Don’t Let a Cold Get You Down

Americans get, on average, three to four colds a year. Here's how to protect yourself.

From the WebMD Archives

We’re more than a decade into the 21st century, and scientists are no closer to that most elusive goal: a cure for the common cold. If anything, cold viruses seem more formidable than ever.

Until recently, researchers thought there were about 100 varieties of rhinoviruses, the most common cause of the common cold. Now, using advanced screening tests, they’ve discovered a whole new group of rhinoviruses. “It’s beginning to look as if there may be as many as 200” cold viruses, says cold expert J. Owen Hendley, MD, a professor of medicine at the University of Virginia in Charlottesville.

The sheer number of different cold viruses is the reason we keep catching colds, season after season. Americans average three to four colds a year, surveys suggest. Children average six rhinovirus infections a year. (That explains why people who have kids or spend a lot of time with them are at heightened risk of catching colds.) But Hendley, who has been studying cold transmission for more than two decades, says there are simple ways to improve your odds of avoiding the season’s scourge.

How to Avoid Getting a Cold

Even if they haven’t found a cure for colds, researchers have learned plenty about how cold viruses spread. Coughing and sneezing are still the top ways of giving someone else your cold. People can breathe in the germs from your cough or sneeze.
Rhinoviruses can also be spread by touching contaminated surfaces, shaking hands, and other personal contact. If you get cold viruses on your fingers, you might touch your nose or eyes -- the two places the virus can most easily enter your body. From there, cold viruses quickly reach nasal passages, where they take hold and begin multiplying.

Hardy Cold Viruses Abound: Don’t Touch!

“Rhinoviruses can survive on doorknobs, table tops, shopping cart handles, and other surfaces for 24 hours or more,” Hendley says.

In one ingenious experiment, Hendley and his colleagues had cold sufferers spend the night in a local hotel room and then asked them to identify what they’d touched during their stay; 35% of everything they touched -- including door handles, pens, light switches, TV remote controls, faucets, and telephones -- turned out to be contaminated with a cold virus.

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The study also showed how easily viruses can be picked up. When volunteers touched surfaces an hour after they’d been contaminated, the viruses spread to fingertips 60% of the time. A full 18 hours after contamination, transmission still occurred 33% of the time.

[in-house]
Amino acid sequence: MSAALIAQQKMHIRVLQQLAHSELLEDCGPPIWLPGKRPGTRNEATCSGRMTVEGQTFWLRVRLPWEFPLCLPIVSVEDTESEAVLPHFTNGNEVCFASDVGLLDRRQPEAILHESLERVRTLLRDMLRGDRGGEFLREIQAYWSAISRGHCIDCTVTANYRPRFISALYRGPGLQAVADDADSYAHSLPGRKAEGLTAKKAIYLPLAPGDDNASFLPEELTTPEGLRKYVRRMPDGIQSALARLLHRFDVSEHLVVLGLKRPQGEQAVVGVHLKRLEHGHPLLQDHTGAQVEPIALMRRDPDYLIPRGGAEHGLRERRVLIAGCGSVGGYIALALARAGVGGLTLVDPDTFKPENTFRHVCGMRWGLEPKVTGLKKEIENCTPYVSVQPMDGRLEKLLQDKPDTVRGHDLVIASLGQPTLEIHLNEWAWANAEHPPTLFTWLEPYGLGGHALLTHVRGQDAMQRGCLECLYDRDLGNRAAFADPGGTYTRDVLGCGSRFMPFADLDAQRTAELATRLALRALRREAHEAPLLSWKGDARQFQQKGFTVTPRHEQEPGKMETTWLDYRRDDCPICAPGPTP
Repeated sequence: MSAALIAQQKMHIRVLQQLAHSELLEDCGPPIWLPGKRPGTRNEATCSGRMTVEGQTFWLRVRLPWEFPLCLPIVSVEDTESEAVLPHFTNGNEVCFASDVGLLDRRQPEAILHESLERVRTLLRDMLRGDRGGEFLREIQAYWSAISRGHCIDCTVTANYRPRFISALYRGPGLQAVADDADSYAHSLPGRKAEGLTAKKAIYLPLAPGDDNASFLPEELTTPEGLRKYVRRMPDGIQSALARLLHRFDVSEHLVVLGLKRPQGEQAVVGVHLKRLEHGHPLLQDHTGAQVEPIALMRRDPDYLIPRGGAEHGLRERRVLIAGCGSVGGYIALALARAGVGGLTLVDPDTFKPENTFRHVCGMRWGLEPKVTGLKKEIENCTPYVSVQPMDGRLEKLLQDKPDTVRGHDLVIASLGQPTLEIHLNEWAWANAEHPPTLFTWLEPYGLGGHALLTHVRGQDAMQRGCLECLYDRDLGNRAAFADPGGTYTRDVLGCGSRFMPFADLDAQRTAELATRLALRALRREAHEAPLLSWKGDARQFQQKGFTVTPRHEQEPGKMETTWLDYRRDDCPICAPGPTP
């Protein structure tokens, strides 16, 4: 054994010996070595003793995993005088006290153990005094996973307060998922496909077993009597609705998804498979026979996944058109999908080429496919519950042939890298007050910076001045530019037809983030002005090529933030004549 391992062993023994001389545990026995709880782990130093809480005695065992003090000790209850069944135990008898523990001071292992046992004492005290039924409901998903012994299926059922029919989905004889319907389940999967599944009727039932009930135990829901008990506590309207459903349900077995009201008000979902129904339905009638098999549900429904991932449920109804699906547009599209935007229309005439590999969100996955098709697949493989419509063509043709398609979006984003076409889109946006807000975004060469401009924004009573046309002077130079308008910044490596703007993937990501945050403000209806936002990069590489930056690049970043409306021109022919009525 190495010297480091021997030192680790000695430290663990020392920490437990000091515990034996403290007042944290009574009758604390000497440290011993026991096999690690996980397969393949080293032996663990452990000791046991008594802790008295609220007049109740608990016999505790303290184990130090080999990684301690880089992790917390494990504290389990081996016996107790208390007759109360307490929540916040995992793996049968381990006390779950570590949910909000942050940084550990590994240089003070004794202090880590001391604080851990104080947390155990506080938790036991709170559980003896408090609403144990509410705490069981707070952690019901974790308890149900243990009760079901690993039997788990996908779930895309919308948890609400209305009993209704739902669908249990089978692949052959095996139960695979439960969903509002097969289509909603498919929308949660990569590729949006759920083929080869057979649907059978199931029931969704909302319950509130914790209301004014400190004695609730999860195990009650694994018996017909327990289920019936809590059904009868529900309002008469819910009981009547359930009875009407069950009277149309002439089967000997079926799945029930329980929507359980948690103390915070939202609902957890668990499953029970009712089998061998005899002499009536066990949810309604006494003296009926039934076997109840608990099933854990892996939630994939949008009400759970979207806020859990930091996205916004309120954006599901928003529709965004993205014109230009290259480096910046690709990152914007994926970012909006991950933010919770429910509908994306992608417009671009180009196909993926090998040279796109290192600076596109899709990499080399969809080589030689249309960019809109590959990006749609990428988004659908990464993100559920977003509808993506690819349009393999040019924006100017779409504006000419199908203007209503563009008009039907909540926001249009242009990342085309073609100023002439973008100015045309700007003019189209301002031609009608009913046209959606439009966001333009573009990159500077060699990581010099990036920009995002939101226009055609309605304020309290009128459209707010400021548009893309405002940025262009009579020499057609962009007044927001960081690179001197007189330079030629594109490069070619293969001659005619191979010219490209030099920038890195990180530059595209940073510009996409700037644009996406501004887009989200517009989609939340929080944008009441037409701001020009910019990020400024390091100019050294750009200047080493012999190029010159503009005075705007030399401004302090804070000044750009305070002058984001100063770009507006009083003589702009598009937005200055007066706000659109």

A follow-up study by Hendley’s team, conducted in people’s homes, found just about the same percentage of contaminated surfaces.

The most obvious way to prevent picking up a cold, then, is keeping your fingers out of your eyes and nose. Most of us rub our eyes or touch our noses without thinking, however.

A more practical approach, Hendley says, is to wash your hands frequently. Rub your hands together with soap and water, scrubbing the fronts and backs and in between your fingers while singing "Happy Birthday" twice. That should send those nasty germs swirling down the drain. Hand sanitizer with at least 60% alcohol is a great backup plan if soap and water aren't available.

Regularly cleaning and disinfecting surfaces that are touched a lot can also help slow the spread of germs. Use a household disinfectant to clean countertops, desks, doorknobs, handles, phones, and toys.

Prevent Flu the No. 1 Way: Get Vaccinated

The surest way to avoid influenza is to get vaccinated. Flu shots are designed to match each year’s specific circulating strains. While a flu shot doesn't work 100% of the time, it's still your best bet for avoiding the flu and possibly preventing complications, like pneumonia.

Boosting Immunity With Sleep and Positive Thinking

Getting a good night’s sleep just might bolster your defenses against colds and perhaps flu bugs as well. There’s growing evidence of a link between sleep and a healthy immune system.

A 2009 experiment by researchers at Carnegie Mellon University suggests that the more sleep you get, the better your chances of fighting off respiratory bugs. The scientists recruited 153 healthy men and women who agreed to be quarantined and then have cold viruses injected into their nostrils. Over the following 5 days, those who slept less than 7 hours were nearly three times more likely to come down with colds than those who racked up 8 hours of sleep or more. The researchers also measured what sleep scientists call sleep efficiency, a measure of how deeply people sleep. The better the quality of their sleep, the more likely the people were to fight off colds.

Maintaining a positive outlook may also help bolster immune systems. The same research team reported in 2006 that volunteers with a positive outlook on life -- people who were generally happy, lively, and calm -- were better able to fight off both cold and flu viruses than people who were anxious, hostile, or depressed.

WebMD Feature Reviewed by Michael W. Smith, MD on September 05, 2013

Sources

SOURCES:

J. Owen Hendley, MD, professor of medicine at the University of Virginia, Charlottesville.

Winther, B. Journal of Medical Virology, October 2007.

Monto, A. The New England Journal of Medicine, Sept. 24, 2009.

Worrall, G. Canadian Family Physician, October 2007.

Cohen, S. Archives of Internal Medicine, Jan. 12, 2009.

Cohen, S. Psychosomatic Medicine, November-December 2006.

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